One of the greatest challenges being faced by business leaders today is how to attract the best talent for open jobs. If you are doing a great job of engaging and retaining your current employees, over 40% of your new hires should be referrals from your current employees. If that is not your reality, it may be time to upgrade or totally revamp your internal Employee Referral Program.
As a leader, you must hire the best talent to achieve goals and objectives. You can customize your internal Employee Referral Program around the information you are receiving during stay interviews, which reveal the reasons that your employees enjoy working for you and your company.
Most of the people who work for you know other people who could become great employees. The difficult question is how do you encourage them to share the names of these contacts and friends?
Unfortunately, more internal Employee Referral Programs fail than succeed. To help differentiate programs that succeed from those that don’t, I want to share a case study about Carson who had worked as an HR Professional for most of his career. Carson knew the people he attracted, hired, and retained and helped his company hit or surpass goals and objectives. It was getting more difficult in this candidate-driven market for his recruiting team to attract top talent to fill many key positions.
He decided to establish an Employee Referral Program. He knew there would be an established level of trust with a person who was referred. He also understood that the onboarding process and employee engagement process would be easier because the new hire personally knew another employee.
Carson spent six months creating an Employee Referral Program with the support of the Leadership Team. The company announced the new Employee Referral Program through the company’s intranet and company bulletins to encourage participation.
For lower level positions the referral fee was $1,000, for middle management positions $1,500 and upper level positions $2,000. All paid out after six months of employment. An annual bonus of $2,500 would be paid to the person with the highest number of referrals.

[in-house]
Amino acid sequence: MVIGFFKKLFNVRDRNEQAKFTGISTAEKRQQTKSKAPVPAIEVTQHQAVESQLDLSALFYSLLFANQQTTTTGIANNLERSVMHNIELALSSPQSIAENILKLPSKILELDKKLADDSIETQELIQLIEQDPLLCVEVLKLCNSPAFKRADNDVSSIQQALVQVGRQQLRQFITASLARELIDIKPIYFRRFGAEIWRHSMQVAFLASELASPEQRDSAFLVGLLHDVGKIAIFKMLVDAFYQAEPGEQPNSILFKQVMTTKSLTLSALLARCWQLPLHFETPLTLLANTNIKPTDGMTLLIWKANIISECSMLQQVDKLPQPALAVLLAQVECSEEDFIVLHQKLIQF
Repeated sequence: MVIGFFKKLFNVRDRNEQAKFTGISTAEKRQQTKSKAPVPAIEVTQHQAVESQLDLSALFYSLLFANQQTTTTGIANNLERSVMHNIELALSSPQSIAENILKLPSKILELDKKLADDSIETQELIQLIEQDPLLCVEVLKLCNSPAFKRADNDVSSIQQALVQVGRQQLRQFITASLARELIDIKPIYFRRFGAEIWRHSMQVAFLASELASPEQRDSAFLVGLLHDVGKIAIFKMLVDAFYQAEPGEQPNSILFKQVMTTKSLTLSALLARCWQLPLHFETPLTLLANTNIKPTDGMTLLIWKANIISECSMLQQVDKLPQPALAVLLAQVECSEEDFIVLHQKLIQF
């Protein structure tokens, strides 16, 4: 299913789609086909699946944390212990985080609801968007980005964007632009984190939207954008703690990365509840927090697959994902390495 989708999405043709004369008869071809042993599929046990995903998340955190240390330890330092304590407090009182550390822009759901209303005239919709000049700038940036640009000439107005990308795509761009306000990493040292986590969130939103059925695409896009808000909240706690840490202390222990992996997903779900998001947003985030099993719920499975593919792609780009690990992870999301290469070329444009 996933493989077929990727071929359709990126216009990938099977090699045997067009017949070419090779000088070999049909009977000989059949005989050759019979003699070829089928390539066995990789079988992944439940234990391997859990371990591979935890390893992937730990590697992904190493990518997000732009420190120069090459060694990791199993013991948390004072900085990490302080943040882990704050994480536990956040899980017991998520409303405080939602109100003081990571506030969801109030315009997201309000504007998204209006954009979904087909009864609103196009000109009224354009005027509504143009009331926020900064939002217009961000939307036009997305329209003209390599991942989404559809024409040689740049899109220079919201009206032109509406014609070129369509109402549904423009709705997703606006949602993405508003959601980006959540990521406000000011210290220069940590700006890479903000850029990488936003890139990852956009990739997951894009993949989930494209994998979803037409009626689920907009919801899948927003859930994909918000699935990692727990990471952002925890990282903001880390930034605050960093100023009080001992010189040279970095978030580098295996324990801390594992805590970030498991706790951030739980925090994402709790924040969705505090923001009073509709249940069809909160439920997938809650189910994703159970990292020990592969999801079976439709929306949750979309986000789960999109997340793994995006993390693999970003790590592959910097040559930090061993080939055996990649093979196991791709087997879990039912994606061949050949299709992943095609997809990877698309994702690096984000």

Six months after launching the Employee Referral Program, Carson realized it was not working. The number of employee referrals had not increased, and the Human Resource Department was still struggling to keep up with the demand for top talent. He decided to survey the employees to see why the program was not working.
He was shocked to discover that most of the employees didn’t know about the Employee Referral Program. Most of the employees who were aware of the program were confused by the amount of referral fees paid for specific positions. Most of the employees didn’t know who to refer so they didn’t refer anyone. There was also confusion about how to qualify for the annual bonus. Was the award based on the number of hires or the referral fees themselves to win the 2,500? Several employees complained that they were not sure who to contact to submit resumes or CVs on their referral.
After the failure of the Employee Referral Program, Carson studied successful programs offered by other companies. He surveyed employees to see what would motivate them to provide referrals, changed the referral fee structure and provided training to the employees to teach them how to ask for referrals. He also published a list monthly to inform employees of jobs that were hard to fill, so they knew where to put their efforts. He then put one person in charge of the program who came up with a theme “Got Friends” and monitored the program.
In addition to the referral fees, the referring employee was featured in the company newsletter, received a plaque, thank you notes, and had lunch with the executives of the company. The individual referring the most hires received a cash bonus, had lunch with the CEO, and was given an executive parking place for one year. These changes resulted in a dramatic increase of employee referrals that were hired and retained and much higher level of participation in the program.